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Mayflower announces zero COVID-19 cases in a hazardous senior care landscape

A Mayflower staff-member in a face shield speaks with residents of the Mayflower. Photo contributed by The Mayflower.

As COVID-19 cases continue to rise in nursing homes and senior centers throughout Iowa, the Mayflower Community and Health Complex reports that there are no cases of coronavirus on its campus. In an environment where nursing homes and health complexes are the hardest hit by COVID-19, the Mayflower stands as an example of what could happen, with careful planning and perhaps some good fortune, if all members in a community respond efficiently and responsibly to a crisis.

For the 280 residents that live within the Mayflower, each day is filled with new caution and uncertainty. The all-clear announcement came just five days after a resident tested positive for COVID-19. That resident’s follow-up test came back negative, though, and they are still being isolated as per protocol and remain asymptomatic. While a late June press release sent out to family and friends of residents stated that a Mayflower employee tested positive for the novel virus, that employee has quarantined and no further cases have been detected in the staff.

Jean Lewis and Dorothy Christinson bump elbows instead of shaking hands at the Mayflower. Photo contributed by The Mayflower.

The Mayflower has fared relatively well in comparison to other retirement communities. As of July 27, the Iowa Department of Public Health reported 21 active outbreaks of COVID-29 in the state’s long term care facilities. Within the town of Grinnell, St. Francis Manor battled its own outbreak in April, eventually reporting 74 cases.

According to Kellie McGriff, BSN, NHA, who serves as the associate director and administrator of the Mayflower Community, much of the community’s success is due to the precautions taken by its residents.

“Any amount of PPE is only good as the compliance of the person using it,” said McGriff. “I really do think that we have incredible residents that are passionate about protecting the lives of each other and themselves.”

For Bob Mann, director of sales and marketing at Mayflower, this level of respect and responsibility is especially impressive for the independent living residents. “They could go to a grandchild’s ballgame, for example, and be around people … who don’t wear masks and who could be asymptomatic. But they have been very, very careful about that. And for that reason, there have been no cases diagnosed among independent living residents.”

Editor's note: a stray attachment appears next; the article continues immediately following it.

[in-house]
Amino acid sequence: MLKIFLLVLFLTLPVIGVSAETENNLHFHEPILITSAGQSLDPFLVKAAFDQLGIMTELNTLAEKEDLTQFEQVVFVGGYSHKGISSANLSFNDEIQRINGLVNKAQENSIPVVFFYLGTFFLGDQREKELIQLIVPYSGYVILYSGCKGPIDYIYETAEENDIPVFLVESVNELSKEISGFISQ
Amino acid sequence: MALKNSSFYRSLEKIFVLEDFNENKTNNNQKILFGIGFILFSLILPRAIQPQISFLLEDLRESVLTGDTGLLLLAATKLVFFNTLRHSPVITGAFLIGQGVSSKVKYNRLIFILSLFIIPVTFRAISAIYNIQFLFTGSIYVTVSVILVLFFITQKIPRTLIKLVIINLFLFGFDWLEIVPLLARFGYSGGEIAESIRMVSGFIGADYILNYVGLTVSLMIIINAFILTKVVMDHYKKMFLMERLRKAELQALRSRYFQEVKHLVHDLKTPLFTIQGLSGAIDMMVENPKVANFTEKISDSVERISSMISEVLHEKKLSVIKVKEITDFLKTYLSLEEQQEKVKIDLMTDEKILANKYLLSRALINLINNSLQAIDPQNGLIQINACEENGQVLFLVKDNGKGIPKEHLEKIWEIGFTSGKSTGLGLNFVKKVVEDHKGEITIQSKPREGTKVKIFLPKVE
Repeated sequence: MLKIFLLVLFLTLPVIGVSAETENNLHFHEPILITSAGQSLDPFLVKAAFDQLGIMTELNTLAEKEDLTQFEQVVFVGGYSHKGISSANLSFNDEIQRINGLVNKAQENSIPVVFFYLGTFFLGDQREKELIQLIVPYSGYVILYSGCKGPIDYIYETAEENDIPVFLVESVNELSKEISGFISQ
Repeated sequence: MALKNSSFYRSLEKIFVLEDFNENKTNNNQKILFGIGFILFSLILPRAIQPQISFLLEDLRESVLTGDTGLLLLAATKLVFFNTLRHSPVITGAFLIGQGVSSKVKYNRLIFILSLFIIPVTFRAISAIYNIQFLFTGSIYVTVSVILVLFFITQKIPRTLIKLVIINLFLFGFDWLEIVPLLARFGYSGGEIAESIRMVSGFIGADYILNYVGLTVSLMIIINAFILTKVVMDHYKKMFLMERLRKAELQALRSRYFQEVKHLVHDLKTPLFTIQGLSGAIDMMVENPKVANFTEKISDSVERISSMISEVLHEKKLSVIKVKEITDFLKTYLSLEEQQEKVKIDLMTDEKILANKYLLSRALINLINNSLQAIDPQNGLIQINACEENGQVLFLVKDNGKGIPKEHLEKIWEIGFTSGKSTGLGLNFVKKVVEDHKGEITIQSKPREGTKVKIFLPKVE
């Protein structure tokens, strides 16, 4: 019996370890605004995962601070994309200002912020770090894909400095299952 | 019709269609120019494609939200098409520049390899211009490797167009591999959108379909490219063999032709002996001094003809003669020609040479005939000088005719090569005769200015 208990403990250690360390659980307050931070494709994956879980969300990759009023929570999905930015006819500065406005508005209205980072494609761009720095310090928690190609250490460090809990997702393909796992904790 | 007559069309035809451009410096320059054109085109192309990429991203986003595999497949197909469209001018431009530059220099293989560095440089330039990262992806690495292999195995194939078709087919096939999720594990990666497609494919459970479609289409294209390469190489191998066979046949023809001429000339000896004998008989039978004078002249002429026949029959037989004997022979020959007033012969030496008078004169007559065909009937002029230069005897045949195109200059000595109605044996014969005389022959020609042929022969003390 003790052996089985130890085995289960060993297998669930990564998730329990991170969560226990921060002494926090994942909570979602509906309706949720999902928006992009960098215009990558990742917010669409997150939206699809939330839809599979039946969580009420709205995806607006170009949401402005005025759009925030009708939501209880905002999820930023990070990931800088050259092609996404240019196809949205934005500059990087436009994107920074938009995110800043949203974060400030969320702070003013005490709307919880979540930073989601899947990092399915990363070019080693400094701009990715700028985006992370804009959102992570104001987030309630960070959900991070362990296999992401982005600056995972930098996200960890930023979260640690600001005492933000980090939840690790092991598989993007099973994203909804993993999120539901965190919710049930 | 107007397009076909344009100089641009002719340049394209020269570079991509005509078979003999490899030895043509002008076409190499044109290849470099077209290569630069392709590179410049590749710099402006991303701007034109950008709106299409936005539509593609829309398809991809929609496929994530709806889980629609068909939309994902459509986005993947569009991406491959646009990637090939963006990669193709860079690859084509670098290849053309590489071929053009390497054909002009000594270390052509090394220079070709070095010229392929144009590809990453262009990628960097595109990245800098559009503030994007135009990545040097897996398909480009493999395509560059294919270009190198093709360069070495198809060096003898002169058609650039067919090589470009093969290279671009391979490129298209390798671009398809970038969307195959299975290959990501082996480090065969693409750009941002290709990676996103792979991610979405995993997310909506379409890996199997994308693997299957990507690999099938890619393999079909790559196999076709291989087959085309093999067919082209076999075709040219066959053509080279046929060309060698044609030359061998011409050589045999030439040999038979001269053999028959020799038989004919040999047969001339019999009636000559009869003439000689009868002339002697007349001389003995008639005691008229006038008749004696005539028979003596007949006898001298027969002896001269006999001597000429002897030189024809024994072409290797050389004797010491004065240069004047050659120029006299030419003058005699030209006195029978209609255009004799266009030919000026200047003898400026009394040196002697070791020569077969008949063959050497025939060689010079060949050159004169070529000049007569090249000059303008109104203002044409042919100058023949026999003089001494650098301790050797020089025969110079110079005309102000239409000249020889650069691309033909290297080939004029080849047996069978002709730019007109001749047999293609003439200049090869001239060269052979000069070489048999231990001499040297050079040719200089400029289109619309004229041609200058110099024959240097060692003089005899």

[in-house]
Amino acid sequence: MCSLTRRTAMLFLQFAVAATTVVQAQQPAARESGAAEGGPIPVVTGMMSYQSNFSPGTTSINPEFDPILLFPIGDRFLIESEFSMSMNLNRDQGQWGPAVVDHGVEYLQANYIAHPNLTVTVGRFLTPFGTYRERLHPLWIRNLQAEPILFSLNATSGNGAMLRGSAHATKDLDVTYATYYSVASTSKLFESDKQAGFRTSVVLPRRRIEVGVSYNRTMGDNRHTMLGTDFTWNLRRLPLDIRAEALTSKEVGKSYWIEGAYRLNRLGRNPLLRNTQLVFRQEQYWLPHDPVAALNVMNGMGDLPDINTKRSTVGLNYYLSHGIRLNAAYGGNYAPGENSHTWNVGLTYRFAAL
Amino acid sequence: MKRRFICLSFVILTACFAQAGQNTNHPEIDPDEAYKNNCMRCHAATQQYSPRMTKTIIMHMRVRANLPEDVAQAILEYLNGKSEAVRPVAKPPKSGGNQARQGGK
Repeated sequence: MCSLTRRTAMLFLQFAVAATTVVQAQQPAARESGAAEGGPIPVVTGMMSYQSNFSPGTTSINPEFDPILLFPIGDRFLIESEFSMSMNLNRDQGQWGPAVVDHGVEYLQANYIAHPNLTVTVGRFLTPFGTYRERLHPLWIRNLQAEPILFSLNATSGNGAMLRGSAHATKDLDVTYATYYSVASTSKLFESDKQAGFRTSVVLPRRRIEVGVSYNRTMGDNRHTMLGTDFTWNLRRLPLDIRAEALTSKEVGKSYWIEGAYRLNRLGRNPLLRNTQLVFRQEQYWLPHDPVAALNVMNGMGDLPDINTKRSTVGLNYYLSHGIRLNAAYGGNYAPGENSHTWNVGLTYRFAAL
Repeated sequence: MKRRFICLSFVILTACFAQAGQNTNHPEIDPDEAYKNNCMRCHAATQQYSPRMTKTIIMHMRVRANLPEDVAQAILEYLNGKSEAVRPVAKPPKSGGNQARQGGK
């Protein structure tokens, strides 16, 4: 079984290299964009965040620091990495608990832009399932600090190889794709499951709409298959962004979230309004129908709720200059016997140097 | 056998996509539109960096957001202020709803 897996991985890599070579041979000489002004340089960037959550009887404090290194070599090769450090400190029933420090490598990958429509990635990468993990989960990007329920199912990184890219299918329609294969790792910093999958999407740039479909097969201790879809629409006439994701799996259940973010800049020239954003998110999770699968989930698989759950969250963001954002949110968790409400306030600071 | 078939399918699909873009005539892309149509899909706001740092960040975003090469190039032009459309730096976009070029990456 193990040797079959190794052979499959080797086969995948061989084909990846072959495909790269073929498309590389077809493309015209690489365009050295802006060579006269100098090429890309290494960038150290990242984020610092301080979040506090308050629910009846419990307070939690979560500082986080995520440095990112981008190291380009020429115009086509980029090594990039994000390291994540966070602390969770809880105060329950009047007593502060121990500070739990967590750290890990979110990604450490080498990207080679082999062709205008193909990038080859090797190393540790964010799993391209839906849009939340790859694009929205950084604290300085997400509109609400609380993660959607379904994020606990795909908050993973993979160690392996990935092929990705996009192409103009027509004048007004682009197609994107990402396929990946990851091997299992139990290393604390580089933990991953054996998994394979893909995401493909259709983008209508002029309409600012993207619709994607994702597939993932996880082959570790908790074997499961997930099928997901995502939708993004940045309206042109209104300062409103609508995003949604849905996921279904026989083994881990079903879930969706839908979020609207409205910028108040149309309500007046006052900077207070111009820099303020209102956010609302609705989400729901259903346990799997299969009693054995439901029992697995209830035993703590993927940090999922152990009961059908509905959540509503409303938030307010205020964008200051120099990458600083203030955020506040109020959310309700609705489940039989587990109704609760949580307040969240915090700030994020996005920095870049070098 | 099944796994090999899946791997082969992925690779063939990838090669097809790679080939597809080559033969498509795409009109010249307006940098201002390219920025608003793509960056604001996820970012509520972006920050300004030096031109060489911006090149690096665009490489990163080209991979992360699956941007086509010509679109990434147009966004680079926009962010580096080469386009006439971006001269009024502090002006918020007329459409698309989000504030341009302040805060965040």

McGriff also attributes the wellbeing of residents to the Mayflower’s quick response to the pandemic. Despite nursing homes already being “heavily regulated facilities,” the staff went out of their way to take extra precautions. Besides state-mandated PPE, staff also use face masks when in contact with residents, creating a “double barrier.”

Signs at the Mayflower instruct residents on proper COVID-19 safety protocol. Photo contributed by Sarina Lincoln.

“The healthcare field is learning right along with this virus,” said McGriff. She explained that as the summer and the pandemic continue, they are adjusting the accommodations in order to keep residents both mentally and physically well.

The Mayflower is currently evaluating potential new precautions against COVID-19, including incorporating a mandatory Plexiglas shield between residents and their visitors for the time being. While McGriff and Mann acknowledged that the process does get tedious, they said that Mayflower staff understand that every little decision they make affects many other lives.

“There’s the fatigue [that comes with] doing this all the time. So, when you’re outside of work, you’re like ‘I can’t do this anymore.’ But knowing that the next day you come back and your choices outside of here will directly impact lives here … makes a difference and I just really commend our staff for their commitment to our residents,” said McGriff.

Ultimately, although the Mayflower’s initial response to the pandemic may have been, according to McGriff, “conservative and assertive,” the community’s ongoing success will continue to rely on its residents.

According to Mann, this shouldn’t be a problem. “They’re smart enough to know that they’re just not going to take a chance.”

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